The Star-Ledger   Newark, NJ
Tuesday, June 20, 2000

Burn foundation exec faces perjury counts  -  Virginia says he lied about his credentials
by William T. Quinn and David Ress, Star-Ledger Staff

 

Gary Stocco, the executive director of the National Burn Victim

Foundation, will be arraigned today in a circuit court in Manassas, Va.,

on charges that he lied about his professional background while

testifying there at a murder trial last year.

 

  Stocco plans to plead not guilty, said David Schertler, one of his

attorneys.

 

  Stocco has acknowledged listing two degrees from the University of San

Moritz, an institution that has been identified as a diploma mill, among

his credentials, but insists he never lied about his background.

 

  "We're still in the dark about exactly where they think Gary misled,"

Schertler said yesterday.

 

  According to John Bear, a leading expert on nontraditional

universities, a diploma mill sells degrees to all comers. Bear said the

University of San Moritz has no physical campus. He said it once had an

address in Switzerland and a mail drop in London.

 

  Stocco, a 32-year-old West Orange resident, surrendered to Prince

William County authorities and his bail was set at $10,000 with a 10

percent cash option. He posted the bail yesterday, said Schertler, who

expects the case to be scheduled for trial in the fall.

 

  Paul Ebert, the Commonwealth Attorney for Prince William County, would

not elaborate on the perjury charges except to say that, in Virginia,

the law says perjury occurs if a person says two different and

conflicting things under oath. He said, however, that the perjury charge

involves what Stocco said in Virginia.

 

  Ebert said that since Stocco had testified in a number of cases in

several states, there would be extensive discovery. "We looked at cases

from well beyond the boundaries of the Commonwealth of Virginia," he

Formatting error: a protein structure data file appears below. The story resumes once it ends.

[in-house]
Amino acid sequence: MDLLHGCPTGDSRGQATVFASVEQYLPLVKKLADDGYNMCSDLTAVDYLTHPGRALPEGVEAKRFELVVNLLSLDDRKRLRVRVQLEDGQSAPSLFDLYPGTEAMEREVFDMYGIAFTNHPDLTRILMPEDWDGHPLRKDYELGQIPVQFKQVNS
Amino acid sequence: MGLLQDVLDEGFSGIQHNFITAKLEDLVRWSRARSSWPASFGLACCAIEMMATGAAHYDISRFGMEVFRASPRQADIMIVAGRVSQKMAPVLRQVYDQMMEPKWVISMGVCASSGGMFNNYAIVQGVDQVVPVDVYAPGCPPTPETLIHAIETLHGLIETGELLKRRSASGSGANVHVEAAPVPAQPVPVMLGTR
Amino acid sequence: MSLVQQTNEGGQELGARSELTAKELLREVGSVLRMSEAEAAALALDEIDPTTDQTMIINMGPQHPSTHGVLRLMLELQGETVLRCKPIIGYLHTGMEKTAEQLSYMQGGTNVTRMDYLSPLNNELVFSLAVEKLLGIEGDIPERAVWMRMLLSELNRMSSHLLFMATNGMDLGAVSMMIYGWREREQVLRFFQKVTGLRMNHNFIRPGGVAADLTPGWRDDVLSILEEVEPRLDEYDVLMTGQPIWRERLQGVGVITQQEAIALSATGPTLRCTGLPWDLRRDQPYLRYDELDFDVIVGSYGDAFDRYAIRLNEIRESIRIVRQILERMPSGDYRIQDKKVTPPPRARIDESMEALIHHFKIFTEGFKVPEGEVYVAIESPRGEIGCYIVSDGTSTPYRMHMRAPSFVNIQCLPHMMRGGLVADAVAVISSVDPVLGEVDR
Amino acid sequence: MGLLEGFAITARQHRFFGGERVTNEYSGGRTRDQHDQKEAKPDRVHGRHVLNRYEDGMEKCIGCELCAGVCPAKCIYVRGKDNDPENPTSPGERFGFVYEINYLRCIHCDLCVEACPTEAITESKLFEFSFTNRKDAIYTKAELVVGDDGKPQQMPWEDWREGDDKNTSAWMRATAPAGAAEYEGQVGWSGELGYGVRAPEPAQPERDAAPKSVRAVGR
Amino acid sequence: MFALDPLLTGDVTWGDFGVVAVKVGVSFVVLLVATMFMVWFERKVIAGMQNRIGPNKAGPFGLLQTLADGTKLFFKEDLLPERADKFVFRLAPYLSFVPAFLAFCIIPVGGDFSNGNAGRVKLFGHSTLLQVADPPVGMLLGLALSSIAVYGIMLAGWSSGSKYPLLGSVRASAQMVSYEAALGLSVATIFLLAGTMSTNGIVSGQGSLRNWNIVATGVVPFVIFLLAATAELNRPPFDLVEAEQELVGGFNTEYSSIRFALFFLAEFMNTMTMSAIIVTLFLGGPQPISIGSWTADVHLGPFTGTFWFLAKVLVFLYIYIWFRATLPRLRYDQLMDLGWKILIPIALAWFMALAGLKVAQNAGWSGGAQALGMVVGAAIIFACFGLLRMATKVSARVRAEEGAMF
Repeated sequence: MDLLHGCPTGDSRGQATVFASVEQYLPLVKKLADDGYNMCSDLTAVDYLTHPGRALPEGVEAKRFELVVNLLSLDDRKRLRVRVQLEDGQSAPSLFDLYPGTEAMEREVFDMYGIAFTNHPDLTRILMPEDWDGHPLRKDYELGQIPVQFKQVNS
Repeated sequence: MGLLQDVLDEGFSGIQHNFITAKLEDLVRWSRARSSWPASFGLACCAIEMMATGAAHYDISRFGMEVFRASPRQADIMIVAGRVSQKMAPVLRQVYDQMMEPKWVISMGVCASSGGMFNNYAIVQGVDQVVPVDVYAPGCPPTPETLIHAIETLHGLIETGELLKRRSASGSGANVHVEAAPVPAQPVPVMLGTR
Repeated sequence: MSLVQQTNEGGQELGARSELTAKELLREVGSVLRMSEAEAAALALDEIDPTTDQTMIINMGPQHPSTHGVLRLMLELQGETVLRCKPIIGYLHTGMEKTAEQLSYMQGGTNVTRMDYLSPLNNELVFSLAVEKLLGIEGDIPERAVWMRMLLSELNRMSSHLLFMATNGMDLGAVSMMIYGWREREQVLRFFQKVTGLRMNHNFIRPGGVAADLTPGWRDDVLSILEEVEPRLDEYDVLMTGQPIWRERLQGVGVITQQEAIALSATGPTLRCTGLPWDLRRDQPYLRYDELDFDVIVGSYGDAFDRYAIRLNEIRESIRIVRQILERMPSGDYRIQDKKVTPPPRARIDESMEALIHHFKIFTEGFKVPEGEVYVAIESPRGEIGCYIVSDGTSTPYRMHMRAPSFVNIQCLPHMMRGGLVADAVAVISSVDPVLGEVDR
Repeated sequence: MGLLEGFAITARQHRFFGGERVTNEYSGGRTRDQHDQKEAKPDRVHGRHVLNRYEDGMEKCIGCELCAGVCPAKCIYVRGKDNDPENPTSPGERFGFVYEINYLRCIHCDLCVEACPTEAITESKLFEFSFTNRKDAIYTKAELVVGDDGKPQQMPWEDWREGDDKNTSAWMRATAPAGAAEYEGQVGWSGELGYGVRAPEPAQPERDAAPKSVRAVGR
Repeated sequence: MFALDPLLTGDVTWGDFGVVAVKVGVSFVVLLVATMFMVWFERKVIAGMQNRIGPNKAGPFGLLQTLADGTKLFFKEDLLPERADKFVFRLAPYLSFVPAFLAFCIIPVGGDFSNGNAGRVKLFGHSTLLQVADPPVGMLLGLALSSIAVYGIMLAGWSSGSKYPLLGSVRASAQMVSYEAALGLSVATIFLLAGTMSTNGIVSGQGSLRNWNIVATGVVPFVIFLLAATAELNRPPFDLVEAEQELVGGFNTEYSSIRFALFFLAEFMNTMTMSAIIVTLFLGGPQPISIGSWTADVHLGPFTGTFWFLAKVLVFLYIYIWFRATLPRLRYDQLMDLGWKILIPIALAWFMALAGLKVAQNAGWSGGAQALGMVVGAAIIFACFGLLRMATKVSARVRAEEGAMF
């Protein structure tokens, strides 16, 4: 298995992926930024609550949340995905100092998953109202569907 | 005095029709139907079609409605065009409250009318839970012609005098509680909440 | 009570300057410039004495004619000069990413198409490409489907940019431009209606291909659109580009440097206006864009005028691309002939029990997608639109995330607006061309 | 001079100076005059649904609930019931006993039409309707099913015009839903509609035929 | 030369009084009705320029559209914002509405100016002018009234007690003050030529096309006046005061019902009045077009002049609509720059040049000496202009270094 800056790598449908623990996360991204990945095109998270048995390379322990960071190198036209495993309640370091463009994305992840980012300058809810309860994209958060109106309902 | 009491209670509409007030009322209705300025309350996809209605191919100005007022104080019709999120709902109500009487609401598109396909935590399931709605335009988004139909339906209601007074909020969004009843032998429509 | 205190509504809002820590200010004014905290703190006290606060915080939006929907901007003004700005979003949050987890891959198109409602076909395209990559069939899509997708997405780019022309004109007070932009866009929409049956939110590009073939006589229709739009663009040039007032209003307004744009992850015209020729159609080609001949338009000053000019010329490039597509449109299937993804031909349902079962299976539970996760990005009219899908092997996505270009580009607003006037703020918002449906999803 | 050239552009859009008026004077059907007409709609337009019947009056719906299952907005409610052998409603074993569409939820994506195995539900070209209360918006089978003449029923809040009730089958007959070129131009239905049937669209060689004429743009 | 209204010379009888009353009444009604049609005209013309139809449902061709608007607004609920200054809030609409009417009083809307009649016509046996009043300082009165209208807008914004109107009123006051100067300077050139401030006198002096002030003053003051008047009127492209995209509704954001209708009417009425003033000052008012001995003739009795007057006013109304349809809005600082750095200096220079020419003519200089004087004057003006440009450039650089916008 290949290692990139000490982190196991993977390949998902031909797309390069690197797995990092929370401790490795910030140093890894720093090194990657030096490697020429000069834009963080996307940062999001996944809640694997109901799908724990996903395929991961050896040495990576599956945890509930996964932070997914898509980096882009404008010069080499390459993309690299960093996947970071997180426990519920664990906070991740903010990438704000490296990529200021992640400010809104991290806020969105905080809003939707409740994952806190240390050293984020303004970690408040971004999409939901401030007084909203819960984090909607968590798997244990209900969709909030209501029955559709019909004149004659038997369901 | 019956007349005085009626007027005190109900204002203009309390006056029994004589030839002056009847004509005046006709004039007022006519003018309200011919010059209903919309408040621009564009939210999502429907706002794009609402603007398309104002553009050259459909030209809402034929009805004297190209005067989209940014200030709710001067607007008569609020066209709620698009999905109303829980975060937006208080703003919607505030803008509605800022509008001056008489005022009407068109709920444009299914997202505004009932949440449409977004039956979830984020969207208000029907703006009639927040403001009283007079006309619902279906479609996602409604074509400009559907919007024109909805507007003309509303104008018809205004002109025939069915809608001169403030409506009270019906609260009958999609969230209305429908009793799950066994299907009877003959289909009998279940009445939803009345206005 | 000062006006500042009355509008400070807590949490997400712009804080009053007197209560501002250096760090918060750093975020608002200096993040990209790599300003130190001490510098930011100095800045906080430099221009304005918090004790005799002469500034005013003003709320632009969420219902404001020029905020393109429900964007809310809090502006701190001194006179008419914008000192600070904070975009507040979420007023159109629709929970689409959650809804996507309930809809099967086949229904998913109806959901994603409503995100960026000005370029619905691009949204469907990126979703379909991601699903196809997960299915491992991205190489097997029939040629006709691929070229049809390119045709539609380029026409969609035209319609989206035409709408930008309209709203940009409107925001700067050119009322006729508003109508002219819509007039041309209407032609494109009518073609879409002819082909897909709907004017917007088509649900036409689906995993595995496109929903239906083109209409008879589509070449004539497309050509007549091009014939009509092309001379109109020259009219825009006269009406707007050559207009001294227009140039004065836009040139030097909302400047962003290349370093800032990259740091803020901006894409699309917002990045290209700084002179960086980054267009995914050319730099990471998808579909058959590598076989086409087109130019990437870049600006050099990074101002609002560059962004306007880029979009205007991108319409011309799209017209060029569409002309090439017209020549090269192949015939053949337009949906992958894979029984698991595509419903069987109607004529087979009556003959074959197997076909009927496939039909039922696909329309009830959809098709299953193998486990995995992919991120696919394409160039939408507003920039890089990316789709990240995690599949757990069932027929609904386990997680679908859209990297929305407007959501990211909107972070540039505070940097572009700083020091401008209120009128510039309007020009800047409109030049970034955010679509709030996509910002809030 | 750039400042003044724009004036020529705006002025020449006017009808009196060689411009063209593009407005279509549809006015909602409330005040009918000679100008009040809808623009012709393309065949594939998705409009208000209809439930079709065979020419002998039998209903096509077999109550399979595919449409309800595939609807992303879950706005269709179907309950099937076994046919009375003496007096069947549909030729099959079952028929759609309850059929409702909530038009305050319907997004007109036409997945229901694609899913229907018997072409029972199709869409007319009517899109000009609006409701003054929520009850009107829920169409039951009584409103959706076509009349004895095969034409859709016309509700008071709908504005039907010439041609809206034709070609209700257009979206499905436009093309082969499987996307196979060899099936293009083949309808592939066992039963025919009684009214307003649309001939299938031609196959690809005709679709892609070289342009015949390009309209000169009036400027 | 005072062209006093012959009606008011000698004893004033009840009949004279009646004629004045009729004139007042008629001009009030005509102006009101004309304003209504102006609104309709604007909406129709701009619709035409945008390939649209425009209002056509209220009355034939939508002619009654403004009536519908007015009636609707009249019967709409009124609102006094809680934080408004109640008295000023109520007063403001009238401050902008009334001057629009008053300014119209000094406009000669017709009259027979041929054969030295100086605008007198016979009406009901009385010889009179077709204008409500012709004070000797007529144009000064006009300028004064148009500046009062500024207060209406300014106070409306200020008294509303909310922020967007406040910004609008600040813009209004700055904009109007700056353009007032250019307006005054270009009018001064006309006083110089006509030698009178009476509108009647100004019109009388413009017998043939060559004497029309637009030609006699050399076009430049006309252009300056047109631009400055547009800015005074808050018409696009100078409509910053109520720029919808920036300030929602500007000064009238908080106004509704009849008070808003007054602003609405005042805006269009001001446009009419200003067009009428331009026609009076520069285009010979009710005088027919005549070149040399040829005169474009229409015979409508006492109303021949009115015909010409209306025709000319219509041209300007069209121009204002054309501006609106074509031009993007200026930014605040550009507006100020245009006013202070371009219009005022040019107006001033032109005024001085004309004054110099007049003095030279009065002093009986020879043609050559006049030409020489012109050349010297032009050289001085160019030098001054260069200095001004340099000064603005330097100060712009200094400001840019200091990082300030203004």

said.

 

  Ebert said he was only concerned about Stocco's alleged perjury, not

the burn victim foundation itself.

 

  "Usually, you've got two people, one says there were shots, the other

that there weren't . . . this is an important case because it's about

an expert witness," Ebert said.

 

  "The whole system relies on experts. Juries, judges, prosecutors have

to be able to know they are credible," he said.

 

  Foundation officials have backed Stocco in his current legal troubles,

and he has continued to act as its executive director. The Virginia

case surfaced two weeks ago when Stocco was arrested at his office by

Bernards Township police on a fugitive warrant a day after he was

indicted in Virginia.

 

  "We believe the charges are false and will collapse of their own

weight," Howard Sarrett, a vice president of the foundation and a member

of its executive board, said after Stocco's arrest.

 

  In the Virginia case in which Stocco testified last year, a couple

were on trial for allegedly scalding a 21/2-year-old girl and causing

her death. Stocco agreed to testify as a defense witness and was grilled

by the trial attorneys about his background. In the end, the trial judge

refused to approve him as an expert and he was not allowed to testify.

 

  "Most expert witnesses pull their qualifications to an extent," Ebert

said. "I believe he went beyond that and that's the allegation."

 

  Virginia prosecutors and lawyers say they've never heard of

prosecuting an expert witness for perjury. Perjury is tough to prove in

Virginia law, they said. And most prosecutors are inclined to let such

loose ends lie after a case is decided, they said.

 

  "It must have really stuck in Paul's craw," said R. Creigh Deeds, a

state legislator and former prosecutor who now practices law in the

state's Blue Ridge Mountains region.

 

  Deeds said Virginia prosecutors have been talking for at least a

decade about the need to look more closely at experts' expertise and

previous testimony. But he and other defense lawyers say they haven't

heard of any concerted effort to crack down by prosecuting experts.

 

  Stocco's educational background, according to attorney Lawrence Coven,

who represented him immediately after his arrest, includes bachelor's

and master's degrees obtained from the University of San Moritz,

described as a diploma mill in a 1999 book by Bear.

 

  Coven said Stocco legitimately earned the degrees from the University

of San Moritz. "These were not purchased degrees," he said. "There was

work performed."

 

  According to a transcript of Stocco's testimony in the Virginia

homicide case last year, he said that he did not have any university

degrees at that time but had been working toward a master's and

bachelor's degree at the Columbia State University in Louisiana.

 

  In an interview, Bear called Columbia another diploma mill, selling

degrees until it was shut down by the Federal Bureau of Investigation

about a year and a half ago. Once it disappeared, he said, many degree

seekers turned to the University of San Moritz.

 

  Efforts to reach the university at a telephone number in the New York

area have been unsuccessful.